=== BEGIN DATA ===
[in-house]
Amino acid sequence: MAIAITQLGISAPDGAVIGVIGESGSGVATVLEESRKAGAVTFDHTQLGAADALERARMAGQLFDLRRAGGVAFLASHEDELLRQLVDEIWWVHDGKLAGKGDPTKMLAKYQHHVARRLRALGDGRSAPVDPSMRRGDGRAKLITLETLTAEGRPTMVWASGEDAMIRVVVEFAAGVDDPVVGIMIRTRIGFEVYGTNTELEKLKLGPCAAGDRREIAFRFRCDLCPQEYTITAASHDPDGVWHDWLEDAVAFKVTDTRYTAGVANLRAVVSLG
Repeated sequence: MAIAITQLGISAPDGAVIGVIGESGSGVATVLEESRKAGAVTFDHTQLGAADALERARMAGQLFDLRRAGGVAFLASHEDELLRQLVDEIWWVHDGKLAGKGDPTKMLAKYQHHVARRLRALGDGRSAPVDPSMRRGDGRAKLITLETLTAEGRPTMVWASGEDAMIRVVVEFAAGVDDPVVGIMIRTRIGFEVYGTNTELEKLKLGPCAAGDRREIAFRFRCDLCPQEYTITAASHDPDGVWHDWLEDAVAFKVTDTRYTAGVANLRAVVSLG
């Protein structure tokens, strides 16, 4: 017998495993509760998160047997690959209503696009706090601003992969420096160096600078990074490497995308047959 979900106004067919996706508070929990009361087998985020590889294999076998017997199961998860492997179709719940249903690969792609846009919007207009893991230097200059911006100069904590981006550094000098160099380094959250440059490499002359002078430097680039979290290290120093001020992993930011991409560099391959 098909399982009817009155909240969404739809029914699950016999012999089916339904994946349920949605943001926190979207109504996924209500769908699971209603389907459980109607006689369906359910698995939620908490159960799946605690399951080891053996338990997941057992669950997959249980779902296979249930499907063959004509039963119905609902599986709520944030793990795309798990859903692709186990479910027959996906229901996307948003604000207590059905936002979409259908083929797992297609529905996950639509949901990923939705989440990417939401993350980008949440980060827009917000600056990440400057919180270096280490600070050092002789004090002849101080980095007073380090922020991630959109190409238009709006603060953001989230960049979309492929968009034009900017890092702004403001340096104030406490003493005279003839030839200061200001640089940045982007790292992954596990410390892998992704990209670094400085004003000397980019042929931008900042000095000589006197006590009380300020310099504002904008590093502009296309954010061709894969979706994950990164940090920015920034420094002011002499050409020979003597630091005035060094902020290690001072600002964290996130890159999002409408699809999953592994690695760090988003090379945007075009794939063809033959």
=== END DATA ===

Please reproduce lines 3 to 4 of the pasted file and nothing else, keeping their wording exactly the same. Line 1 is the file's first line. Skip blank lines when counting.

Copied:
Repeated sequence: MAIAITQLGISAPDGAVIGVIGESGSGVATVLEESRKAGAVTFDHTQLGAADALERARMAGQLFDLRRAGGVAFLASHEDELLRQLVDEIWWVHDGKLAGKGDPTKMLAKYQHHVARRLRALGDGRSAPVDPSMRRGDGRAKLITLETLTAEGRPTMVWASGEDAMIRVVVEFAAGVDDPVVGIMIRTRIGFEVYGTNTELEKLKLGPCAAGDRREIAFRFRCDLCPQEYTITAASHDPDGVWHDWLEDAVAFKVTDTRYTAGVANLRAVVSLG
């Protein structure tokens, strides 16, 4: 017998495993509760998160047997690959209503696009706090601003992969420096160096600078990074490497995308047959 979900106004067919996706508070929990009361087998985020590889294999076998017997199961998860492997179709719940249903690969792609846009919007207009893991230097200059911006100069904590981006550094000098160099380094959250440059490499002359002078430097680039979290290290120093001020992993930011991409560099391959 098909399982009817009155909240969404739809029914699950016999012999089916339904994946349920949605943001926190979207109504996924209500769908699971209603389907459980109607006689369906359910698995939620908490159960799946605690399951080891053996338990997941057992669950997959249980779902296979249930499907063959004509039963119905609902599986709520944030793990795309798990859903692709186990479910027959996906229901996307948003604000207590059905936002979409259908083929797992297609529905996950639509949901990923939705989440990417939401993350980008949440980060827009917000600056990440400057919180270096280490600070050092002789004090002849101080980095007073380090922020991630959109190409238009709006603060953001989230960049979309492929968009034009900017890092702004403001340096104030406490003493005279003839030839200061200001640089940045982007790292992954596990410390892998992704990209670094400085004003000397980019042929931008900042000095000589006197006590009380300020310099504002904008590093502009296309954010061709894969979706994950990164940090920015920034420094002011002499050409020979003597630091005035060094902020290690001072600002964290996130890159999002409408699809999953592994690695760090988003090379945007075009794939063809033959």